2017-2018 Director of Military Prosecutions Annual Report

Letter from the Director of Military Prosecutions to the Judge Advocate General

National Defence
Director of Military Prosecutions
National Defence Headquarters
Major-General George R. Pearkes Building
101 Colonel By Drive
Ottawa ON K1A 0K2

15 June 2018

Commodore Geneviève Bernatchez, CD
Judge Advocate General
National Defence Headquarters
101 Colonel By Drive
Ottawa, Ontario K1A 0K2

Commodore Bernatchez,

Pursuant to article 110.11 of the Queen's Regulations and Orders for the Canadian Forces, I am pleased to present you with the 2017-2018 Annual Report of the Director of Military Prosecutions. The report covers the period from 1 April 2017 through 31 March 2018.

Yours sincerely,

Colonel B.W. MacGregor, CD
Director of Military Prosecutions

Message from the Director of Military Prosecutions

I am pleased to present the Director of Military Prosecutions (DMP) Annual Report for the 2017-2018 reporting period, my fourth since being appointed as DMP on 20 October 2014.

As provided for in the National Defence Act (NDA), the DMP is responsible for the preferral of charges and prosecution of cases at courts martial under the Code of Service Discipline (CSD); he acts as counsel for the Minister of National Defence in respect of appeals to the Court Martial Appeal Court (CMAC) and Supreme Court of Canada (SCC); and he provides legal advice to the Canadian Forces National Investigation Service (CFNIS). Bolstered by his security of tenure as set out in legislation, the DMP fulfils his legal mandate in a fair, impartial and independent manner.

Canadians expect disciplined military forces that comply with Canadian and international law. The maintenance of discipline in the Canadian Armed Forces (CAF) is the responsibility of the chain of command and is crucial for operational effectiveness and mission success. A disciplined military promotes a respectful work environment, supportive of diversity, in which members feel valued and are motivated to contribute to mission success and to reach their full potential. The military justice system is designed to support the maintenance of discipline, efficiency and morale of CAF members as well as heightening respect for the rule of law.

During the fiscal year 2017-2018, the Canadian Military Prosecution Service (CMPS) remained committed to conducting prosecutions in a manner that is fair, transparent and responsive. To this end, CMPS continued to further push ahead initiatives that were launched during the previous reporting period, notably regarding the improvement of data collection and reporting tools to enhance decision-making and resource allocation, the updating of its policies which included the creation of the Deputy Director of Military Prosecutions (DDMP) Sexual Misconduct Action Response Team (SMART) position and through the provision of specialized training to prosecutors pertaining to sexual misconduct offences and mental readiness.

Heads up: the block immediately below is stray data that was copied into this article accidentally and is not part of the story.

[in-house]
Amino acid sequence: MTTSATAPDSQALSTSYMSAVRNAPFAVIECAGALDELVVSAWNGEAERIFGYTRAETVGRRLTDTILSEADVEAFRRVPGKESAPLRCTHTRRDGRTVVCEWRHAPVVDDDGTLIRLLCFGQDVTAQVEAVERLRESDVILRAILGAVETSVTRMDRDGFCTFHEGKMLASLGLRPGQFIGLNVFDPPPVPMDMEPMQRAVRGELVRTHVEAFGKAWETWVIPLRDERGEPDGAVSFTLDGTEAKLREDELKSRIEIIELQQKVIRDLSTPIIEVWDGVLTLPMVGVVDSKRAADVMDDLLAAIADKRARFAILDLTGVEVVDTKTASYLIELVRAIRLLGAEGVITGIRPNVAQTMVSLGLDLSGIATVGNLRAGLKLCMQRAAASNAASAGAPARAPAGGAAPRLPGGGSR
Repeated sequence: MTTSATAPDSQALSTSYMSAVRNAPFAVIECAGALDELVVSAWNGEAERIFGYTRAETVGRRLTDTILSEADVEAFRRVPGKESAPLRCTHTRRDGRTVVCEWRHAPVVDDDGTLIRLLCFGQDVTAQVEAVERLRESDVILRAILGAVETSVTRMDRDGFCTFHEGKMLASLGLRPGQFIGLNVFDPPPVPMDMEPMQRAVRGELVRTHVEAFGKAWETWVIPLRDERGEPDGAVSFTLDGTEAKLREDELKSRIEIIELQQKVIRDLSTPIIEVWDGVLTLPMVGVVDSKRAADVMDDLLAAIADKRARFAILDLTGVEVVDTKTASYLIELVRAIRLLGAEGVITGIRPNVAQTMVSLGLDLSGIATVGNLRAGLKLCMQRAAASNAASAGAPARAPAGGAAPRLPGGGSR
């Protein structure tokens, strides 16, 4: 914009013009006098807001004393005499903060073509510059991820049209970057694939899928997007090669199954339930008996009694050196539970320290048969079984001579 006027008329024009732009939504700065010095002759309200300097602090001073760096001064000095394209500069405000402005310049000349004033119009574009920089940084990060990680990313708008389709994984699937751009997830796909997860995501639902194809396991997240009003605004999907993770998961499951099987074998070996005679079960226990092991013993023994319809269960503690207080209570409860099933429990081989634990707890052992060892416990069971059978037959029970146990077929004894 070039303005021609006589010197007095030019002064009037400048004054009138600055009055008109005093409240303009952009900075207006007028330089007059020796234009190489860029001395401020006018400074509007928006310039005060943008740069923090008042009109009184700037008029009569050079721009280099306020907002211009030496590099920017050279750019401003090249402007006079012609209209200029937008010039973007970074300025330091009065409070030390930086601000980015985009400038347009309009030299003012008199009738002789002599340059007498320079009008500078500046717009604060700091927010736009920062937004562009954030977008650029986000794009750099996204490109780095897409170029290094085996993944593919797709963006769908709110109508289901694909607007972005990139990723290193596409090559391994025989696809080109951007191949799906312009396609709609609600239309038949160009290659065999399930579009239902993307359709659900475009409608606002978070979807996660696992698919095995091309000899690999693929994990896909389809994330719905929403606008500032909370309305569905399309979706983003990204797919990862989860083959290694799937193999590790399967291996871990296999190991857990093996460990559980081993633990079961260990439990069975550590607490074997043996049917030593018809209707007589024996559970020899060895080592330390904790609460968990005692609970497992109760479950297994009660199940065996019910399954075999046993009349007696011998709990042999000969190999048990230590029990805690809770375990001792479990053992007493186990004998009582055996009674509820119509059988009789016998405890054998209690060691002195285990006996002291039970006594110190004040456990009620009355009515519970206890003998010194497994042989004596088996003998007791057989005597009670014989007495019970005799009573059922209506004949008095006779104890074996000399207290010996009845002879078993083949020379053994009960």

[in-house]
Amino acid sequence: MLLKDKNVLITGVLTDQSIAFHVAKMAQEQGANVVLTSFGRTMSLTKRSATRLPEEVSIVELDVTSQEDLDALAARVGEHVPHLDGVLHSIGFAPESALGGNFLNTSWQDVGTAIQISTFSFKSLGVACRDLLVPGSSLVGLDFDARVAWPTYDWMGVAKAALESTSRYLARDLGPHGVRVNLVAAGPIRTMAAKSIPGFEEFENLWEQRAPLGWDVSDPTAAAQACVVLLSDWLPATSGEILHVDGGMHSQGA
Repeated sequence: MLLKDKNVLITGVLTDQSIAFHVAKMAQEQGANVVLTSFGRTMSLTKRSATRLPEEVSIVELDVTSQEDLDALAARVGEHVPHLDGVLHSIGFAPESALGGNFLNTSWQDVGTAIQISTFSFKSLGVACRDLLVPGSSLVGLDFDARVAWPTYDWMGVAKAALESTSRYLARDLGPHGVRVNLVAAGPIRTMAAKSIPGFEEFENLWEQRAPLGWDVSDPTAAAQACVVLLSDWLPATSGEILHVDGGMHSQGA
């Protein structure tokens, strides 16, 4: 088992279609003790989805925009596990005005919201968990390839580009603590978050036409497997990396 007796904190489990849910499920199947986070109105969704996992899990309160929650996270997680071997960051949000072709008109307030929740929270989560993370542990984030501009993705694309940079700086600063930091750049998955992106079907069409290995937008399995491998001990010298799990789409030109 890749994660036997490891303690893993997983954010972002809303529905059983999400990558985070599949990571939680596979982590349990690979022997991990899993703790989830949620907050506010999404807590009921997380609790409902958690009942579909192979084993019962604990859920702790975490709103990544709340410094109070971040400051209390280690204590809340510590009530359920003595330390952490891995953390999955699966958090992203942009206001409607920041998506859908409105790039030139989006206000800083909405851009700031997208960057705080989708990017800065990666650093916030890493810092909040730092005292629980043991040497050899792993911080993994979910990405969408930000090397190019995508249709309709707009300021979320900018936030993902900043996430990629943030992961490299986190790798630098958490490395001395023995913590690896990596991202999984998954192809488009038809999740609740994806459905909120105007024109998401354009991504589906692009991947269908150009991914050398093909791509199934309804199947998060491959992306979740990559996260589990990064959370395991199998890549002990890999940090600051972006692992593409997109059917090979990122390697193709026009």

CMPS has been actively involved in support of the efforts of the Office of the Auditor General (OAG) of Canada in conducting a review of the administration of military justice in the CAF and also the Court Martial Comprehensive Review (CMCR) mandated by the Judge Advocate General (JAG) by providing comments and data that illustrate the work being done by our military prosecutors and support staff on a daily basis.

Respecting appeals, in R v Private Déry et al., 2017 CMAC 2, a second panel of the CMAC unanimously found that it was bound by its previous decision in R v Master Corporal Royes respecting the constitutionality of paragraph 130(1)(a) of the NDA vis-à-vis section 11(f) of the Charter. A third panel heard arguments on this issue on 30 January 2018 in the case of Corporal Beaudry and the CMAC has reserved its decision.

There were also several decisions rendered by the CMAC on other questions of law in the cases of R v Major Wellwood, 2017 CMAC 4; R v Warrant Officer Gagnon, 2018 CMAC 1; R v Corporal Golzari, 2017 CMAC 3; R v Corporal Hoekstra, 2017 CMAC 5; and R v Master Corporal Edmunds. Details about these cases can be found in the appeals section of chapter 3 of this report.

In closing, I wish to thank once more the CMPS team for their efforts and hard work. While this past year has been rife with challenges, I am confident that we were successful in meeting them and thus, in the process, remained resolutely committed to improving the quality and efficiency of military prosecutions.


Colonel Bruce MacGregor, CD
Director of Military Prosecutions

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